Later, in 1999, the government launched the Korean Film Council, a self-administered entity that works with filmmakers and supports the production of Korean films. There are other ways the Korean government has facilitated the growth of the nation’s film industry, including some regulations about censorship and film cuts, but their decision to implement a screen quota and the creation of the KOFIC are two of the most significant examples of the government’s support. One could argue that, in terms of industry practices, this support is what most clearly differentiates the Korean film industry from a system like Hollywood.
You could take any number of positions on how and why Korean films and series feel so much more original than the content that Hollywood and the American TV industry have produced. But I would suggest that one of the most key reasons is the guaranteed support from the government. If a Korean movie flops, the creators and producers are not necessarily going to end up dead in the water. This active support system encourages filmmakers to take more risks and not focus too heavily on profit, which the mainstream American film industry tends to do.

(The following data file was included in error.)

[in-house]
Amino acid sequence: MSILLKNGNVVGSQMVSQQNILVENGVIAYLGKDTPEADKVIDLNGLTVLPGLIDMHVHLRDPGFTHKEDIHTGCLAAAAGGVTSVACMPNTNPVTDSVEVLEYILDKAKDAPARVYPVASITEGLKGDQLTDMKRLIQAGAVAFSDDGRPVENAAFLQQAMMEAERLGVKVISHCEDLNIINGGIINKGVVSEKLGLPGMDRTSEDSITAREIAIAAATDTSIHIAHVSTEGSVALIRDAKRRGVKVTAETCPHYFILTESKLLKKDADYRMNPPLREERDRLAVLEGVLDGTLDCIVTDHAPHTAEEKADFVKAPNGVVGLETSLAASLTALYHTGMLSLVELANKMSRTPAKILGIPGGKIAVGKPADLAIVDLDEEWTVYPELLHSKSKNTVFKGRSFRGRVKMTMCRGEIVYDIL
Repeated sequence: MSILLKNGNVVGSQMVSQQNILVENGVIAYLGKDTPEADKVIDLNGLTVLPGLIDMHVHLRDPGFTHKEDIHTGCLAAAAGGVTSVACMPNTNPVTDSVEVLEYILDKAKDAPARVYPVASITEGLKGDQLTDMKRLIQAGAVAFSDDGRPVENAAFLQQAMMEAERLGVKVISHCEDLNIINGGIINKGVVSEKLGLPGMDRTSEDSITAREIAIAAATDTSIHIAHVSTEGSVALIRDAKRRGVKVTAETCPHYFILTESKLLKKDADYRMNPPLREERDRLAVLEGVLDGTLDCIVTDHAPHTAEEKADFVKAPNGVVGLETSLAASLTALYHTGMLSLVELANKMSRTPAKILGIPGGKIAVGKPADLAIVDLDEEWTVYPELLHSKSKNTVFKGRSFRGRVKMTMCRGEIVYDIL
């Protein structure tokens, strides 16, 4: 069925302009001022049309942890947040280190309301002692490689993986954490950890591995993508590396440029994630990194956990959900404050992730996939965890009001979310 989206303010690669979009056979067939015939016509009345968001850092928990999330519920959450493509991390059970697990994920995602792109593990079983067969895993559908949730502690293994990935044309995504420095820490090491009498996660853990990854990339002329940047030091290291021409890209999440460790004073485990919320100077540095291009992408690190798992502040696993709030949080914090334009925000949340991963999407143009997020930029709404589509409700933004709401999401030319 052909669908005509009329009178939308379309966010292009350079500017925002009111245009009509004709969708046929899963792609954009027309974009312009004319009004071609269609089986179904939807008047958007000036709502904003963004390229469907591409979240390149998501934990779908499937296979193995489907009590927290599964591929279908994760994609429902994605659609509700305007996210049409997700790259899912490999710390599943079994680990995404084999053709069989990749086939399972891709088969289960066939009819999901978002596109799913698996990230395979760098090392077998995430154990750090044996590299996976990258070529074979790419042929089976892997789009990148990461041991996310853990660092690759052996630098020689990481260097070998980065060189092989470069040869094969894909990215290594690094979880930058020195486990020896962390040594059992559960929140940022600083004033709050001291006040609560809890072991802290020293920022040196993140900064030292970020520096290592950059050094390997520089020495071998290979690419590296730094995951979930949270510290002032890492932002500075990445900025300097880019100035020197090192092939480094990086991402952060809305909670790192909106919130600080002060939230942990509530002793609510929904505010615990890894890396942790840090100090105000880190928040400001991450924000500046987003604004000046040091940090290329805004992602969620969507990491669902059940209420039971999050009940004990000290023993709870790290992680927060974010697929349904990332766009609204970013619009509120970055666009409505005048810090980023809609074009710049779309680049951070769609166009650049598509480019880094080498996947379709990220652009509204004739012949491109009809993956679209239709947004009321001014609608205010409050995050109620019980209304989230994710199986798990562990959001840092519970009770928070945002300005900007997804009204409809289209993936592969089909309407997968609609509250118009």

There’s no reliance on established characters or fictional universes, nor any throwbacks to previous films that are guaranteed to pull in audiences. (There are so many popular American movies that fit these descriptions that you don’t know where to start.) The amazing thing — especially to an American viewer like myself — is that even with a completely fresh storyline and cast of characters, these films and series gain a lot of popularity, and of course, they more often than not achieve critical success. Another thing that really makes K-dramas special is that the majority of them only have one season, usually with somewhere between 10 and 16 hour-long episodes. Not all of them end well, but there is something refreshing about shows with definite ends in an era when many American series go on for years and even decades.